Wiring Methods and Overcurrent Protection

One of the most fundamental elements of an electrical installation is the connecting of the wiring method to an overcurrent device. Seems simple right? All most people seem to do (including inspectors) is to look at Table 310.16 and match up the numbers to a fuse or breaker. Unfortunately the actual selection process can be much more complicated than that.

To begin with you must do a load calculation based on Article 220. Once the load is known the proper size wire can be determined by reviewing the ampacity of the conductor. To do this correctly it is necessary to look at the XXX.80 section, where applicable, of the particular wiring method article and see if there are any special limitations or restrictions placed on the ampacity of those wiring methods. One example of this would be 334.80 for Type NM cable which is basically limited to 600 C even though it is manufactured with 900 C insulation. This is also true for Type AC cable where installed in thermal insulation. Some wiring method articles give you specific ampacities or refer you to another article to be used to determine the allowable ampacity of the conductor. Where the wiring methods are installed in cable trays, careful attention must be given to the provisions contained in Article 392 in order to determine the conductor ampacities. Section 310.15 needs to be reviewed for any adjustment factors and you must also check to see if any correction for ambient temperature must be done. Just when you thought it was safe to get out of the truck, the very important temperature limitation provisions in 110.14(C) must also be taken into account. Remember that all this is done before you even uncoil the wire! No wonder electricians charge so much and electrical permits cost so much.

Now that you have done this and have the wires run, it has to get simpler doesn’t it? Well, not really. There are two basic sections of Article 240 that you have to look at before determining the rating of the overcurrent device to be used. The first one is 240.3 which deals with protection for equipment and Table 240.3 lists the other articles for specific equipment that must be reviewed to find any unique requirements for overcurrent protection that must be met. The other section is 240.4 which deals with overcurrent protection for the conductors themselves. This section simply states that you protect conductors against overcurrent according to their ampacities specified in 310.15 unless otherwise permitted or required in 240.4(A) through (G). So the trail starts all over again. In order to properly apply this seemingly simple requirement, each of the sections, (A) through (G) must be reviewed for applicability to the specific installation. (A) deals with power loss hazards and the text is self-explanatory. (B) deals with devices rated 800 amperes or less and is commonly referred to as the “rounding-up rule.” Proper application of this provision involves the use of 240.6 for the standard rating of overcurrent devices. (C) covers devices rated over 800 amperes and in general does not allow for rounding up. Keep in mind that this may be modified for specific equipment or conductor applications. The next provision deals with small conductors which are stated as being 14, 12, and 10 AWG. Section 240.4(D) places limits on the overcurrent protection for these conductors unless different values are specifically permitted in (E) through (G). Here we go again. (E) deals with protection of tap conductors and refers to eight other sections for those specific requirements. (F) contains requirements for protection of transformer secondary conductors. Finally, (G) provides us with a list of specific applications for conductors where the referenced sections from Table 240.4(G) provide unique requirements for overcurrent protection based on specialized usage. Among these applications are air-conditioning and refrigeration circuits, motor and control circuit conductors, and motor-operated appliance circuit conductors. These special application rules have been developed to provide short-circuit and ground-fault protection for the circuits and equipment while allowing for the higher starting currents involved. Motor overload protective devices are provided to deal with overload conditions. Once the size of the overcurrent device is determined, don’t forget to review the equipment nameplate or installation instructions for any requirements covered by the listing that may call for a specific type of overcurrent device, such as fuse only or time delay fuses.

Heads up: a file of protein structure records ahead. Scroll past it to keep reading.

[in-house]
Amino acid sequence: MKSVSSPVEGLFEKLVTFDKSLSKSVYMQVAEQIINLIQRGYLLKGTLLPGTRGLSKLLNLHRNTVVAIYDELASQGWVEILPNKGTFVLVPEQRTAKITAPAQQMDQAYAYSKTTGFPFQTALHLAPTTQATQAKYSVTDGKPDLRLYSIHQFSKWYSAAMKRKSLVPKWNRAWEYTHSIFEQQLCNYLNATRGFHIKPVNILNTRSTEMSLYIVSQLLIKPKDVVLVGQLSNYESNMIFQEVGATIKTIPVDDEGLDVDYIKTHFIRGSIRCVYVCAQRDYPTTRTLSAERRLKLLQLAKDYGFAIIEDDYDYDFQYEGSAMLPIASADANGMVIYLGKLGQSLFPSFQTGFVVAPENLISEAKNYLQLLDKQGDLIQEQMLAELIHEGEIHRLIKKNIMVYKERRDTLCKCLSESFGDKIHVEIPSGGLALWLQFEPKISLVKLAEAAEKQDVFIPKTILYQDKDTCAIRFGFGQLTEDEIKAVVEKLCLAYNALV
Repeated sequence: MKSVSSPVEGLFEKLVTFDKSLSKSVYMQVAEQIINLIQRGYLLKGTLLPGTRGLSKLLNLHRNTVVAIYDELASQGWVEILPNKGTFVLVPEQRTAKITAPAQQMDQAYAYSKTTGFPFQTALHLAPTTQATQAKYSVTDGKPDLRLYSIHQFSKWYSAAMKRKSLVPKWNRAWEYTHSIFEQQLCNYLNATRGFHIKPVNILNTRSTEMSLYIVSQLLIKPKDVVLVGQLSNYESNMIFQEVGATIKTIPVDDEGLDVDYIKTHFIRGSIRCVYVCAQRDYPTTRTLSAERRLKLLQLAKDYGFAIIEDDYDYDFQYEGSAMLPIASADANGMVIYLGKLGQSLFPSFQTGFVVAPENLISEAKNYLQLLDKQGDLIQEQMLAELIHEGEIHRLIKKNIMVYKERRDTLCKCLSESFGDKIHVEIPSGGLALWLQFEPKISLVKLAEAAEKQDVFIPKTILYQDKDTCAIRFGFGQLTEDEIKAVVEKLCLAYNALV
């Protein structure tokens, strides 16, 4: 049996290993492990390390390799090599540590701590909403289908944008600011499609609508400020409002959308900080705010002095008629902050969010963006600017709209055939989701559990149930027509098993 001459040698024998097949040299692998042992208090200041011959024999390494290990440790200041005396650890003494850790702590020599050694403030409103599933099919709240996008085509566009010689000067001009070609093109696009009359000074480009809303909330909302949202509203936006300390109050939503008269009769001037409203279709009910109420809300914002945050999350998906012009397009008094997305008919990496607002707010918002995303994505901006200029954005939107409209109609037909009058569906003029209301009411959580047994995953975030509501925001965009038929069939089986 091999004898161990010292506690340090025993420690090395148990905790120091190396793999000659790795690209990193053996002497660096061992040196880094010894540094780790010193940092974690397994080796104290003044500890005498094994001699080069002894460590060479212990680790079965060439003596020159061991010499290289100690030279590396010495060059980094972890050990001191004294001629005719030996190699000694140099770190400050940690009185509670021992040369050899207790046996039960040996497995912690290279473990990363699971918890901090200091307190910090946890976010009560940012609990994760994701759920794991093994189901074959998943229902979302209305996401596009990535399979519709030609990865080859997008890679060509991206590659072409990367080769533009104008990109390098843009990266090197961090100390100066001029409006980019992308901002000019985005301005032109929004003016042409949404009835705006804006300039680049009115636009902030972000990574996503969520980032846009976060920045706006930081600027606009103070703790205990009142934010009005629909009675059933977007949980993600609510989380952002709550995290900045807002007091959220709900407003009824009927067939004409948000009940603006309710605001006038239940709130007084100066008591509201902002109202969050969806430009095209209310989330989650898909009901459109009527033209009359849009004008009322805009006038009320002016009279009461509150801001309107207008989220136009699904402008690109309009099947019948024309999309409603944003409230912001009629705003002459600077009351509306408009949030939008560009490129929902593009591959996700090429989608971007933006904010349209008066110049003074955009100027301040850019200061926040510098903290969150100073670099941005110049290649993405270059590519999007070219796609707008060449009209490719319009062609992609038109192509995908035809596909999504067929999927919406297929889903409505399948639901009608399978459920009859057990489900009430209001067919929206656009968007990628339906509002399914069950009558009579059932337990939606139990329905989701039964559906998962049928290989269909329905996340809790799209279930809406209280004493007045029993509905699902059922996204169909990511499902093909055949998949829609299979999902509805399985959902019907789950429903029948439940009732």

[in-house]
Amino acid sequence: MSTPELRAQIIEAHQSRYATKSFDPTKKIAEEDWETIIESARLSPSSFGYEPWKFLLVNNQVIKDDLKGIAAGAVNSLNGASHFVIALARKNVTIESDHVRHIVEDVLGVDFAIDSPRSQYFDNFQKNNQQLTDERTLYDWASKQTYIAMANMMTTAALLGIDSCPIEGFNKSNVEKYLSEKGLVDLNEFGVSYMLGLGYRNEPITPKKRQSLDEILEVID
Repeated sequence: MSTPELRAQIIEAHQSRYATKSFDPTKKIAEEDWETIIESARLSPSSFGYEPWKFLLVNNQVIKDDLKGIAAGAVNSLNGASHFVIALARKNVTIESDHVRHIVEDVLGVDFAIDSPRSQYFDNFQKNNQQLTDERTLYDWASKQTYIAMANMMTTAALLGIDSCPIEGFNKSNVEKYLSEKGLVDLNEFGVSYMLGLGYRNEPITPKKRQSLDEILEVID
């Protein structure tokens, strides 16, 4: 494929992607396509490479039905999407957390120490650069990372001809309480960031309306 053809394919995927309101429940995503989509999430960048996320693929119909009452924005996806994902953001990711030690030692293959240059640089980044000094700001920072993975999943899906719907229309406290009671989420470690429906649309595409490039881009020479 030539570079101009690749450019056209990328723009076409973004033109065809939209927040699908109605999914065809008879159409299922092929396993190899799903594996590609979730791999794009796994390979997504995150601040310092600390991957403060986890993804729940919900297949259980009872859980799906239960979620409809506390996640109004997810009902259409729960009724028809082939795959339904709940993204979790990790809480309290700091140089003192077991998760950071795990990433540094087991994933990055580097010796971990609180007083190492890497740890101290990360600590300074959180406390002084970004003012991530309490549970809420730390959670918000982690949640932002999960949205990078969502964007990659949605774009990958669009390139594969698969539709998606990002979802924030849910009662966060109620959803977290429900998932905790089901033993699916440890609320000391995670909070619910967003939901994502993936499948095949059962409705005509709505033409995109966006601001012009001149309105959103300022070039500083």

I hope this brief overview of wiring methods and overcurrent devices hasn’t scared you. It seems that most of these checks and calculations occur to the “seasoned” installer or inspector on the subconscious level, that is, we take all of this into account without really realizing how many steps are really involved in performing this basic task.

Robert McCullough
Robert A. McCullough, former director of Ocean County Construction Inspection Department, is chairman of NEC® CMP-9 representing the IAEI, member of UL Electrical Council, National Certification Program for Construction Code Electrical Test Development Committee and Board of Governors representing the IAEI, NFPA Task Group on the Usability of the NEC®, member of NFPA 501, 501A and 225 technical committees, member of the New Jersey Code Advisory Board and chairman of New Jersey State Electrical Subcode Committee.